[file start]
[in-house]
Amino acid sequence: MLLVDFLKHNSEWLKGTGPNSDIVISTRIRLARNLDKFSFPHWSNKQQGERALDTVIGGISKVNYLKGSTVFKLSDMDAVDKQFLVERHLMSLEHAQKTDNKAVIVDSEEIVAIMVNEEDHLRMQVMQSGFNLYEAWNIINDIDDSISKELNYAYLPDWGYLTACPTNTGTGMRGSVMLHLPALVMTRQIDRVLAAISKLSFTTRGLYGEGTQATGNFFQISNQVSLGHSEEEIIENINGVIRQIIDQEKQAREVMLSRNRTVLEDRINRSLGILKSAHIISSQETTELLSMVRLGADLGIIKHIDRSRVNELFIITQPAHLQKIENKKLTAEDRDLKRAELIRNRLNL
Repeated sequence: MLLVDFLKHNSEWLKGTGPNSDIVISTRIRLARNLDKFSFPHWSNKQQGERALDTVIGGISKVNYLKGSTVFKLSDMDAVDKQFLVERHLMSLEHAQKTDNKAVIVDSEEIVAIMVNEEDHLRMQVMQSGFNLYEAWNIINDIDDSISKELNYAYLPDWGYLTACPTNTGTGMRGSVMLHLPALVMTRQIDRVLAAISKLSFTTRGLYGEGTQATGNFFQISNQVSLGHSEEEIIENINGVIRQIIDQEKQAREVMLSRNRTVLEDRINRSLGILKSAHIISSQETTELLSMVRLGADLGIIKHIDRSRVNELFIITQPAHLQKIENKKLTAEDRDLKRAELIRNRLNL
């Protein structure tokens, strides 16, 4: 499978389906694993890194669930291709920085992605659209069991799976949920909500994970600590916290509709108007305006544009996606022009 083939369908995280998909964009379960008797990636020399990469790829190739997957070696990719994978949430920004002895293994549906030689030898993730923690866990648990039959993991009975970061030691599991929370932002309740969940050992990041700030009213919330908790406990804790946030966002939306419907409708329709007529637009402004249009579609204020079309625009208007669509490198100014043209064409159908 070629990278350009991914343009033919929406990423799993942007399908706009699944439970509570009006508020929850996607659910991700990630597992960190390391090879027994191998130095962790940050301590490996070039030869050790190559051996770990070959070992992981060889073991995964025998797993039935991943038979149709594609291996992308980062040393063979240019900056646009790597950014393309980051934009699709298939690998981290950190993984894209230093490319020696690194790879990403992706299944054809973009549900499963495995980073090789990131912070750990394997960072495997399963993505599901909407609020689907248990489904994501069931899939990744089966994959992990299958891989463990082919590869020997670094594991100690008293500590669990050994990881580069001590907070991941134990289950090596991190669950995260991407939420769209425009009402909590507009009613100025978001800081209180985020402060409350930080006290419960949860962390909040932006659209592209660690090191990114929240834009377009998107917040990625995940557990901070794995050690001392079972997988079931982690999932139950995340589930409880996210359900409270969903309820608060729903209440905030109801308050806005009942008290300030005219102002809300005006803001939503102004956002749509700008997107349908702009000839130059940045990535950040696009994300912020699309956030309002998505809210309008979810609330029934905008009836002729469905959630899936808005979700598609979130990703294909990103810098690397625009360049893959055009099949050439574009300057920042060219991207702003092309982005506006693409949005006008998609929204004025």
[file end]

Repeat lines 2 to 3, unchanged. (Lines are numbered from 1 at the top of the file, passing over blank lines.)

Amino acid sequence: MLLVDFLKHNSEWLKGTGPNSDIVISTRIRLARNLDKFSFPHWSNKQQGERALDTVIGGISKVNYLKGSTVFKLSDMDAVDKQFLVERHLMSLEHAQKTDNKAVIVDSEEIVAIMVNEEDHLRMQVMQSGFNLYEAWNIINDIDDSISKELNYAYLPDWGYLTACPTNTGTGMRGSVMLHLPALVMTRQIDRVLAAISKLSFTTRGLYGEGTQATGNFFQISNQVSLGHSEEEIIENINGVIRQIIDQEKQAREVMLSRNRTVLEDRINRSLGILKSAHIISSQETTELLSMVRLGADLGIIKHIDRSRVNELFIITQPAHLQKIENKKLTAEDRDLKRAELIRNRLNL
Repeated sequence: MLLVDFLKHNSEWLKGTGPNSDIVISTRIRLARNLDKFSFPHWSNKQQGERALDTVIGGISKVNYLKGSTVFKLSDMDAVDKQFLVERHLMSLEHAQKTDNKAVIVDSEEIVAIMVNEEDHLRMQVMQSGFNLYEAWNIINDIDDSISKELNYAYLPDWGYLTACPTNTGTGMRGSVMLHLPALVMTRQIDRVLAAISKLSFTTRGLYGEGTQATGNFFQISNQVSLGHSEEEIIENINGVIRQIIDQEKQAREVMLSRNRTVLEDRINRSLGILKSAHIISSQETTELLSMVRLGADLGIIKHIDRSRVNELFIITQPAHLQKIENKKLTAEDRDLKRAELIRNRLNL